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Data-Based: The Jargon of Big Data

One aspect of the computing world that we're all deeply involved in (whether we realize it or not) is the specialized field of databases. In this article, I thought it might be fun to look at the terminology of that involvement from the database's point of view.

The term database itself is a relative newcomer to English; the first OED cite is for 1962. (Of course, the idea of storing data in a structured way goes back eons.) Nowadays we spell the term as one word, but it was originally two: data base (think customer base or knowledge base). The OED traces the term's transformation from two words to the hyphenated data-base (ca. 1974) to a single term by the mid-80s.

In a database, information is stored in tables that have rows (or records) and columns (or fields). You can think of a spreadsheet as a (very) simple kind of database. Each record in a table generally has a primary key that uniquely identifies that record. You personally are represented by many, many primary keys in databases around the world: your Social Security number, bank account numbers, insurance numbers, credit-card numbers, and so on.  Here's an example of another primary key (in both computer- and human-readable formats) that you see on almost everything you can buy in a store:

To you, a UPC. To the database, a primary key.

You've undoubtedly filled in forms that have a little box for each letter or number, like this example from a United States W-9 form:

Examples of fixed-length fields.

This is a clue that the information is going into a fixed-length field in the database. In the old days when storage was a major cost factor, data could only be stored in fixed-length fields. You might still see a remnant of that in postal mail or on an airline boarding pass where your name or address is oddly abbreviated or even truncated. Today databases generally allow variable-length fields, and we don't see many forms any more where there aren't enough little boxes for our name or address.

Most databases in the last 40 years have been relational databases. In this arrangement, the data is normalized, meaning that it's broken out into separate tables (related via primary keys) to eliminate redundancy. Almost any time you see something coded in a form — medical diagnostic codes, lists of occupations, even age groups in a survey — you're seeing evidence of a normalized database, where each code is an entry in a relational table. This is also why you are limited, sometimes frustratingly, to just the choices that they provide.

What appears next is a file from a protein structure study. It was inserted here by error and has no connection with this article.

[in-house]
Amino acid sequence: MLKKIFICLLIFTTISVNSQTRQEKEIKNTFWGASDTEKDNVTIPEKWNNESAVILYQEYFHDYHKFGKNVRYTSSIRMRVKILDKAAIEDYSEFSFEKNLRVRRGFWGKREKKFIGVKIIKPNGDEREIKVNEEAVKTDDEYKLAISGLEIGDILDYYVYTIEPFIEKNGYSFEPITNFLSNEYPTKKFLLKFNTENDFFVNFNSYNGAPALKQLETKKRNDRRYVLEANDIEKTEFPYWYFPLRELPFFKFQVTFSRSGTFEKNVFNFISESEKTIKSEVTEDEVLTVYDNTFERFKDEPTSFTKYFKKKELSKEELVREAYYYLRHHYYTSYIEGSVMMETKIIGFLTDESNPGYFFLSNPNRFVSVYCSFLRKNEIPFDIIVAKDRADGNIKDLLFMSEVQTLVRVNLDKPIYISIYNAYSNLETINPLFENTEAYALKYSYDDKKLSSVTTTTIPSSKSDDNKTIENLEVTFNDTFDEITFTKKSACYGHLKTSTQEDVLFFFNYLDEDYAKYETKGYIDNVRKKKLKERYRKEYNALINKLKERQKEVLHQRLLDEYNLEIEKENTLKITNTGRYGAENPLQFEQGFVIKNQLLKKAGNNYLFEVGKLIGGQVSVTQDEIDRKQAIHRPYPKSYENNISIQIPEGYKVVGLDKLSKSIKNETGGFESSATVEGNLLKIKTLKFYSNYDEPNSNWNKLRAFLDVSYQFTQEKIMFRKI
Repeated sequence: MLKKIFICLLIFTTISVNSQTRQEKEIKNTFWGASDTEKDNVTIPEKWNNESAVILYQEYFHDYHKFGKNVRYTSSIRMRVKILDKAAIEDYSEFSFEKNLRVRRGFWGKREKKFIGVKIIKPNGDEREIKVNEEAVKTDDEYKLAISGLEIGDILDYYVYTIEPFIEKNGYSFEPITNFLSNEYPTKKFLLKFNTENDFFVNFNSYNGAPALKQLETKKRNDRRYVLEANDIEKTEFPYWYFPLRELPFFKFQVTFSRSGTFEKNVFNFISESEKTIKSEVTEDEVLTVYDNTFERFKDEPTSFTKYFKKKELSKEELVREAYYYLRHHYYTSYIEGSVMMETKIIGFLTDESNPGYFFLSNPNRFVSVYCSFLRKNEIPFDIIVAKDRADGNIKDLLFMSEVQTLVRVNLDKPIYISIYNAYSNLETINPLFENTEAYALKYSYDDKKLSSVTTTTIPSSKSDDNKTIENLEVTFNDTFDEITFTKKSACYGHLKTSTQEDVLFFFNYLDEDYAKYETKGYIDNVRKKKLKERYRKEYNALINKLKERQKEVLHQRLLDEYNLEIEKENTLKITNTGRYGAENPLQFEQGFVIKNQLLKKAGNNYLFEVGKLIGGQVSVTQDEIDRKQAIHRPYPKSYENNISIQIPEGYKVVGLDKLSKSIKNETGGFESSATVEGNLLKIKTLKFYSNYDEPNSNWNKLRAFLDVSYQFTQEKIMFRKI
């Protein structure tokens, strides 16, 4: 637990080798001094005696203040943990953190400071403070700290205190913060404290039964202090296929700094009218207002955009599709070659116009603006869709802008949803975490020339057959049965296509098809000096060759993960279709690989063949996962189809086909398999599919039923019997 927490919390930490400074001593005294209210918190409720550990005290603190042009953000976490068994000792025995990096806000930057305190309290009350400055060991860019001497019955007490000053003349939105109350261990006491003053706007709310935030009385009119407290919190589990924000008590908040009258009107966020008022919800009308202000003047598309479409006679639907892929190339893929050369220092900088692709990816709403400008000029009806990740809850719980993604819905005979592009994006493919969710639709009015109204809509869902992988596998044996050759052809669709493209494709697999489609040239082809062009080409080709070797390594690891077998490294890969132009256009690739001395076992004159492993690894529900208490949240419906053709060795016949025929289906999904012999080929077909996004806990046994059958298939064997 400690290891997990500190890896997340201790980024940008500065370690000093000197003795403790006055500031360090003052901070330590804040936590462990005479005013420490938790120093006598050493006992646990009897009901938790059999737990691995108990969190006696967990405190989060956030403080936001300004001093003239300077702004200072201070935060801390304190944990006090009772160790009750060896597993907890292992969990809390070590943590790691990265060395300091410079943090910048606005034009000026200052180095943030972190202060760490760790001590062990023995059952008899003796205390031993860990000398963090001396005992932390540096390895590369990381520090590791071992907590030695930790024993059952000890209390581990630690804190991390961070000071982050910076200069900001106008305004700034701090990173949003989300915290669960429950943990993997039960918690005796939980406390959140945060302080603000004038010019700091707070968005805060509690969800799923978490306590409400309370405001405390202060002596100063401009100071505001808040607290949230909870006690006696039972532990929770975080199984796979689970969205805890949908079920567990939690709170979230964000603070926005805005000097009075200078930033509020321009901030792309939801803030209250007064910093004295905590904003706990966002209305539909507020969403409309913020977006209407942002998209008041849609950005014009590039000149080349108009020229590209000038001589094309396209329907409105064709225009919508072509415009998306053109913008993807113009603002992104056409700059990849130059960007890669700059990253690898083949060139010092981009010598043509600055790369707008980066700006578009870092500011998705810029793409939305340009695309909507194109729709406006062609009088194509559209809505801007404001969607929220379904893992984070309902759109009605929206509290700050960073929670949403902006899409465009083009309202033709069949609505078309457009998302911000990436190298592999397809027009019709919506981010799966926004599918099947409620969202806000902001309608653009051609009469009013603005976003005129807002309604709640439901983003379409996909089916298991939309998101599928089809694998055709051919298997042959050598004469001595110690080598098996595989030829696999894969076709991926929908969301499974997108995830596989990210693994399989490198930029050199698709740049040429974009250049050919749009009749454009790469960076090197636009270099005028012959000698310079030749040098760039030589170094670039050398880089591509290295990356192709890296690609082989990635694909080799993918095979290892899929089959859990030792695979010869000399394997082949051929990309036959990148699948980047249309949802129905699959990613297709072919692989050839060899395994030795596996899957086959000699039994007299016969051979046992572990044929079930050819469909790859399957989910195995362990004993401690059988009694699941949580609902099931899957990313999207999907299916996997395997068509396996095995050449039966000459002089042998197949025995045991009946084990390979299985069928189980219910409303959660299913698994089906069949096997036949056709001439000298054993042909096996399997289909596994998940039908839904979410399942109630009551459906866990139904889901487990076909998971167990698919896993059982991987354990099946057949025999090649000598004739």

The primary functions for a database go by the acronym CRUD — create, read, update, and delete. (This term gives some editors the willies, as you can imagine.) Most database work consists of these CRUD operations over and over.  When you buy something with a credit card or register at a website, a database somewhere creates a new record. When you view a catalog online, the database reads data in order to display it. If you change a password, the database performs an update. If you unsubscribe from a mailing list, a database performs a delete operation (we hope) to remove you from that database.

These terms have undergone some novel changes in the lexicon of databases. Parallelism with creation, selection, and deletion has spawned the noun updation, even though the word update already fulfills this role. And people have invented the term upsert for the common case of "update the record if it exists, otherwise create (insert) it."

If you order tickets online, you don't want someone to buy seats out from under you while you ponder. This is the database problem of concurrency control, or making sure that multiple users don't try to change the same record at the same time. One approach is optimistic concurrency. Here, the database lets anyone view records. Only when an update is submitted does the database check whether the record has been changed. If you've ever ordered something only to discover during check-out that the item has gone out of stock, you might have experienced the downside of optimistic concurrency. The alternative approach is pessimistic concurrency, where the database locks a record so that no one else can touch it until it's explicitly unlocked. As you might guess, the ticket-site model is pessimistic, given the high likelihood of collisions between customers all hoping for the same seats. And that's why you have a limited amount of time to make your choice and check out — to minimize the time that a record is locked.